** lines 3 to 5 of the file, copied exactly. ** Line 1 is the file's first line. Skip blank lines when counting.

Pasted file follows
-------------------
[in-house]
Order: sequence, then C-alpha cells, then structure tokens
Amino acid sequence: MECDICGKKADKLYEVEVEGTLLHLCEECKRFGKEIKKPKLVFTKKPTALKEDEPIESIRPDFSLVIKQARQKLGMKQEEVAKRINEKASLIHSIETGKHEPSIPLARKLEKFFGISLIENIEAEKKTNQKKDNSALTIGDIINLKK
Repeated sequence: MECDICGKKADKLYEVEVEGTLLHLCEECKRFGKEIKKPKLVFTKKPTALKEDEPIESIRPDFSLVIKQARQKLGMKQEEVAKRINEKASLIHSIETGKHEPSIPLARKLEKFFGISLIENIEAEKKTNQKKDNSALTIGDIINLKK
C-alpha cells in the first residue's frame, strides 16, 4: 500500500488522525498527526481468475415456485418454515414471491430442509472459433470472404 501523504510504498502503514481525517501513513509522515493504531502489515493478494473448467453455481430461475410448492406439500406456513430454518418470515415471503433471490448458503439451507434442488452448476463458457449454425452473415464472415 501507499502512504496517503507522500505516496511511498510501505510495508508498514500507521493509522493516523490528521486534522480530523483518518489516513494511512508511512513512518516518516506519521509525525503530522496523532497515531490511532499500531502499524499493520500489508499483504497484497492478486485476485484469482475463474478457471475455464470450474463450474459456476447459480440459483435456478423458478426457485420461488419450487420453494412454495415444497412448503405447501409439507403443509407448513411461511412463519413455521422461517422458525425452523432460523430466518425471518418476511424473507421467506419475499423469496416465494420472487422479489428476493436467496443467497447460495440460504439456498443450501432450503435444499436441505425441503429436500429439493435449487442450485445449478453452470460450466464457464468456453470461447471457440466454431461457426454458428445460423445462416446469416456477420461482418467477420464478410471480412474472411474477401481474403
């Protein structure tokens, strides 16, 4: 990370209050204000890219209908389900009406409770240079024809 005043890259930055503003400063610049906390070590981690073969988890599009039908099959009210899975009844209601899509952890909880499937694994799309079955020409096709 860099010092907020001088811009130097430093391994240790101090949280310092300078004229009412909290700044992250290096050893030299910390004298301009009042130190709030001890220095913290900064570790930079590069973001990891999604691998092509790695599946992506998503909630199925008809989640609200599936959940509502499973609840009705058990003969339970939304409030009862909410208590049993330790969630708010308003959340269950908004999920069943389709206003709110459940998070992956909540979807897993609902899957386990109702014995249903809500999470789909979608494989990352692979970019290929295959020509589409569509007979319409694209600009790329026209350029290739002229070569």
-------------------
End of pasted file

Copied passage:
Amino acid sequence: MECDICGKKADKLYEVEVEGTLLHLCEECKRFGKEIKKPKLVFTKKPTALKEDEPIESIRPDFSLVIKQARQKLGMKQEEVAKRINEKASLIHSIETGKHEPSIPLARKLEKFFGISLIENIEAEKKTNQKKDNSALTIGDIINLKK
Repeated sequence: MECDICGKKADKLYEVEVEGTLLHLCEECKRFGKEIKKPKLVFTKKPTALKEDEPIESIRPDFSLVIKQARQKLGMKQEEVAKRINEKASLIHSIETGKHEPSIPLARKLEKFFGISLIENIEAEKKTNQKKDNSALTIGDIINLKK
C-alpha cells in the first residue's frame, strides 16, 4: 500500500488522525498527526481468475415456485418454515414471491430442509472459433470472404 501523504510504498502503514481525517501513513509522515493504531502489515493478494473448467453455481430461475410448492406439500406456513430454518418470515415471503433471490448458503439451507434442488452448476463458457449454425452473415464472415 501507499502512504496517503507522500505516496511511498510501505510495508508498514500507521493509522493516523490528521486534522480530523483518518489516513494511512508511512513512518516518516506519521509525525503530522496523532497515531490511532499500531502499524499493520500489508499483504497484497492478486485476485484469482475463474478457471475455464470450474463450474459456476447459480440459483435456478423458478426457485420461488419450487420453494412454495415444497412448503405447501409439507403443509407448513411461511412463519413455521422461517422458525425452523432460523430466518425471518418476511424473507421467506419475499423469496416465494420472487422479489428476493436467496443467497447460495440460504439456498443450501432450503435444499436441505425441503429436500429439493435449487442450485445449478453452470460450466464457464468456453470461447471457440466454431461457426454458428445460423445462416446469416456477420461482418467477420464478410471480412474472411474477401481474403